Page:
Is John MacArthur Really a Super-Duper Slave-Lovin’ Racist?

As the twenty-first-century Christian downgrade continues at a blistering pace, those without roots don’t stand a chance in the face of strong cultural headwinds. Cultural issues produce fault lines between faithful Gospel teaching and popular false teaching that derives its legitimacy from the approval of the world. Pastor John MacArthur, author of Slave: The Hidden Truth About Your Identity In Christ, wrote his work on the identity of believers as slaves (doulos) to Christ prior to the popularization of Critical Race Theory in churches and denominations. The slave-master metaphor was the most frequently used metaphor in the New Testament to describe a believer’s relationship with God. MacArthur highlighted the significance of this fact in his book.

As followers of Jesus, we call ourselves “Christians,” but the fact is this word only appears three times in the Bible. In the New Testament, you’ll find a host of terms that identify the followers of Jesus, but there is one metaphor used more frequently than any other. Slave. That’s right. The first Christians, having been galvanized by the words of Jesus, gave up everything, and called themselves slaves of Christ. Now you can learn why this word best described early Christ-followers- and you’ll see how an understanding of this truth changes the way to follow Him now. This discovery will unveil the riches of your salvation in a radically, new way.

MacArthur recognized that slavery in early America taints the Western understanding of slavery, making it difficult for believers to understand the context of slavery in the New Testament. American slavery was the form of slavery strictly forbidden by the law of God and punishable by death.

Whoever steals a man and sells him, and anyone found in possession of him, shall be put to death.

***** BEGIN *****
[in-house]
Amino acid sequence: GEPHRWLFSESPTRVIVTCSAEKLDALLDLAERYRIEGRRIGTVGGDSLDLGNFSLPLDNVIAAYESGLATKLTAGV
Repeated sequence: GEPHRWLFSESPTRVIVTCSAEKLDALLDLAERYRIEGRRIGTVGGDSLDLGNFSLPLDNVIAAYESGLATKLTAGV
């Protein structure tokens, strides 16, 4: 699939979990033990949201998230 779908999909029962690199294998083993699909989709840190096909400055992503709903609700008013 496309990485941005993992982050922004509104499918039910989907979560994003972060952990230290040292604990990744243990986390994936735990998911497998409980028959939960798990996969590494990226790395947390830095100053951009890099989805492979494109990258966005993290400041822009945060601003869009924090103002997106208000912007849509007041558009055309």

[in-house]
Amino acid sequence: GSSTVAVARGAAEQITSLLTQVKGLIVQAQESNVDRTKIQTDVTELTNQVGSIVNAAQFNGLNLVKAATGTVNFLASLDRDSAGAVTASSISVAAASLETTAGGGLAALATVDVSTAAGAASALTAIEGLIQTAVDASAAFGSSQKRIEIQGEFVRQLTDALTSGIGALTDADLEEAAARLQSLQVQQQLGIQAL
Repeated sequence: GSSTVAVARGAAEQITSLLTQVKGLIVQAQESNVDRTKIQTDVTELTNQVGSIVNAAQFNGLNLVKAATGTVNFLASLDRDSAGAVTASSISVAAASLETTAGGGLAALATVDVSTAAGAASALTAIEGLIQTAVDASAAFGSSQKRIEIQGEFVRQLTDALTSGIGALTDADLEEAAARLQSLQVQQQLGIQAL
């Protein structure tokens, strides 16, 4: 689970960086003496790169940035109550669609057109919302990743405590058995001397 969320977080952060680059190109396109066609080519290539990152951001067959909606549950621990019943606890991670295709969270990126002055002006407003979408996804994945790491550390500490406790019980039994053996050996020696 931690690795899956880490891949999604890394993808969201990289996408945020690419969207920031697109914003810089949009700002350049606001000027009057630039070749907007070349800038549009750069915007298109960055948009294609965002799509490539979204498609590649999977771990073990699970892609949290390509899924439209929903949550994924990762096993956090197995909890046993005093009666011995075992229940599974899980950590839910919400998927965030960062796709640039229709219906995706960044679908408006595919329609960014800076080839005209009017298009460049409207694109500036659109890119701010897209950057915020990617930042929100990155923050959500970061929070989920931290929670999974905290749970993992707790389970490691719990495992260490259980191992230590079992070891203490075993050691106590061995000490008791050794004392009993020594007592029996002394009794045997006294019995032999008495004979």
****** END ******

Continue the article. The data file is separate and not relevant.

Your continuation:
-Exodus 21:16

However, in the context of the New Testament, which was written in the Roman world, slavery was a much different institution than the chattel slavery of the United States. In the Roman empire, ten to twenty percent of the population owed allegiance to a master. Doulos became subservient to masters for various reasons. Some became slaves to escape destitution, as their new master was able to give provisions in exchange for service and devotion. Some chose slavery as a means of lifestyle, while others found themselves enslaved as a result of indebtedness or warfare. Slavery was a part of the societal structure of Rome, and the apostles drew heavily on the metaphor. James begins his epistle by identifying as a “slave (doulos) of God and of the Lord Jesus Christ.” MacArthur explains:

It should be said that the Bible never condemns slavery – never – and if Jesus and the apostles came to abolish slavery, they failed miserably – they didn’t come to do that. The Bible never condones slavery, it simply recognizes that it exists, and it just happens to be the best way to describe a believer’s relationship to Christ – and that’s why it becomes this dominant paradigm. If you think that this is a problem – if you think this is a problem for us, with a distant memory of what slavery was – if you think that’s a problem for us, think of what a problem it was in the New Testament time.

There are about 12 million slaves living in the Mediterranean world. To any free Greek, or free Roman, slavery was viewed with disdain; it was a despicable way to live. The supreme virtue for a Greek or a Roman was freedom; freedom. They despised slavery. Why? Slaves had no freedom; slaves had no rights. They could not defend themselves in a court of law, nor could they go to a court of law to seek justice. They couldn’t give testimony in a court of law. They couldn’t be citizens. They couldn’t join the military. They could not own property.

And in pagan religion, no follower of any deity ever called himself a slave of his God. The Greeks referred to their relationship as philos, not doulos. Philos means friend – they were a friend to the God. The idea of being a slave to anyone, even to a deity, was despicable in the Greek world, so here is another component in what Paul in 1 Corinthians talks about, the foolishness of the cross, the stumbling block that it was to the Greek mind.